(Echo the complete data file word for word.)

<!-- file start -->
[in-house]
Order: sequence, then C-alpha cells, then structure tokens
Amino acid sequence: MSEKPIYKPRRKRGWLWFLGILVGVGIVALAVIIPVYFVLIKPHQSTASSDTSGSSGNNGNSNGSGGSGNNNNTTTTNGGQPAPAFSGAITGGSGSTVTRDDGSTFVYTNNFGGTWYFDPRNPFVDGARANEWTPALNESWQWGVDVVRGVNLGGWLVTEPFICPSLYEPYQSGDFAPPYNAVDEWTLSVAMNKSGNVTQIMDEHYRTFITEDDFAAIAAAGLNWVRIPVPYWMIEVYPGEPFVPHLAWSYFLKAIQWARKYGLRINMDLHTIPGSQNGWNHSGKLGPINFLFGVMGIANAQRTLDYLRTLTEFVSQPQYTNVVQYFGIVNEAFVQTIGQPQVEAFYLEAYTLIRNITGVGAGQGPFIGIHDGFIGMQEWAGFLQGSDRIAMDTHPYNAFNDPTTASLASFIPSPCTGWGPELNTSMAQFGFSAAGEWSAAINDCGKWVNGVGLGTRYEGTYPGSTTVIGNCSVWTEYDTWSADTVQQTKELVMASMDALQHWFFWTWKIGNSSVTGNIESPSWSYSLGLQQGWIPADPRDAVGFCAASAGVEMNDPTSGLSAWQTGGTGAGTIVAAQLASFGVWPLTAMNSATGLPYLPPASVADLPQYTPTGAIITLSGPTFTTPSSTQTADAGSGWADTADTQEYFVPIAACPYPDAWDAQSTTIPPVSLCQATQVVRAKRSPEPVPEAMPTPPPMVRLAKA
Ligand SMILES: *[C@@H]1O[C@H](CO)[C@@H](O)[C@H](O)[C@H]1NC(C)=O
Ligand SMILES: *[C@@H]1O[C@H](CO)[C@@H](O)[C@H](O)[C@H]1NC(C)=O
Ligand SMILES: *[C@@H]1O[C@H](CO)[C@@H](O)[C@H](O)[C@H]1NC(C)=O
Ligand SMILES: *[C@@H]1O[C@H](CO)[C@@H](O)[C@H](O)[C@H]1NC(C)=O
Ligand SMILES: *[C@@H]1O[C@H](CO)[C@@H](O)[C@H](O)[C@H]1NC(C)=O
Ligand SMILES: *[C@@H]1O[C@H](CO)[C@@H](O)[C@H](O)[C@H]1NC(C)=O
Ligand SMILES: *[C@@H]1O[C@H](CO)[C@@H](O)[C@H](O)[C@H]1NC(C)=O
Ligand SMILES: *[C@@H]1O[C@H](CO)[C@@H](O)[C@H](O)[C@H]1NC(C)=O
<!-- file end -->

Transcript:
[in-house]
Order: sequence, then C-alpha cells, then structure tokens
Amino acid sequence: MSEKPIYKPRRKRGWLWFLGILVGVGIVALAVIIPVYFVLIKPHQSTASSDTSGSSGNNGNSNGSGGSGNNNNTTTTNGGQPAPAFSGAITGGSGSTVTRDDGSTFVYTNNFGGTWYFDPRNPFVDGARANEWTPALNESWQWGVDVVRGVNLGGWLVTEPFICPSLYEPYQSGDFAPPYNAVDEWTLSVAMNKSGNVTQIMDEHYRTFITEDDFAAIAAAGLNWVRIPVPYWMIEVYPGEPFVPHLAWSYFLKAIQWARKYGLRINMDLHTIPGSQNGWNHSGKLGPINFLFGVMGIANAQRTLDYLRTLTEFVSQPQYTNVVQYFGIVNEAFVQTIGQPQVEAFYLEAYTLIRNITGVGAGQGPFIGIHDGFIGMQEWAGFLQGSDRIAMDTHPYNAFNDPTTASLASFIPSPCTGWGPELNTSMAQFGFSAAGEWSAAINDCGKWVNGVGLGTRYEGTYPGSTTVIGNCSVWTEYDTWSADTVQQTKELVMASMDALQHWFFWTWKIGNSSVTGNIESPSWSYSLGLQQGWIPADPRDAVGFCAASAGVEMNDPTSGLSAWQTGGTGAGTIVAAQLASFGVWPLTAMNSATGLPYLPPASVADLPQYTPTGAIITLSGPTFTTPSSTQTADAGSGWADTADTQEYFVPIAACPYPDAWDAQSTTIPPVSLCQATQVVRAKRSPEPVPEAMPTPPPMVRLAKA
Ligand SMILES: *[C@@H]1O[C@H](CO)[C@@H](O)[C@H](O)[C@H]1NC(C)=O
Ligand SMILES: *[C@@H]1O[C@H](CO)[C@@H](O)[C@H](O)[C@H]1NC(C)=O
Ligand SMILES: *[C@@H]1O[C@H](CO)[C@@H](O)[C@H](O)[C@H]1NC(C)=O
Ligand SMILES: *[C@@H]1O[C@H](CO)[C@@H](O)[C@H](O)[C@H]1NC(C)=O
Ligand SMILES: *[C@@H]1O[C@H](CO)[C@@H](O)[C@H](O)[C@H]1NC(C)=O
Ligand SMILES: *[C@@H]1O[C@H](CO)[C@@H](O)[C@H](O)[C@H]1NC(C)=O
Ligand SMILES: *[C@@H]1O[C@H](CO)[C@@H](O)[C@H](O)[C@H]1NC(C)=O
Ligand SMILES: *[C@@H]1O[C@H](CO)[C@@H](O)[C@H](O)[C@H]1NC(C)=O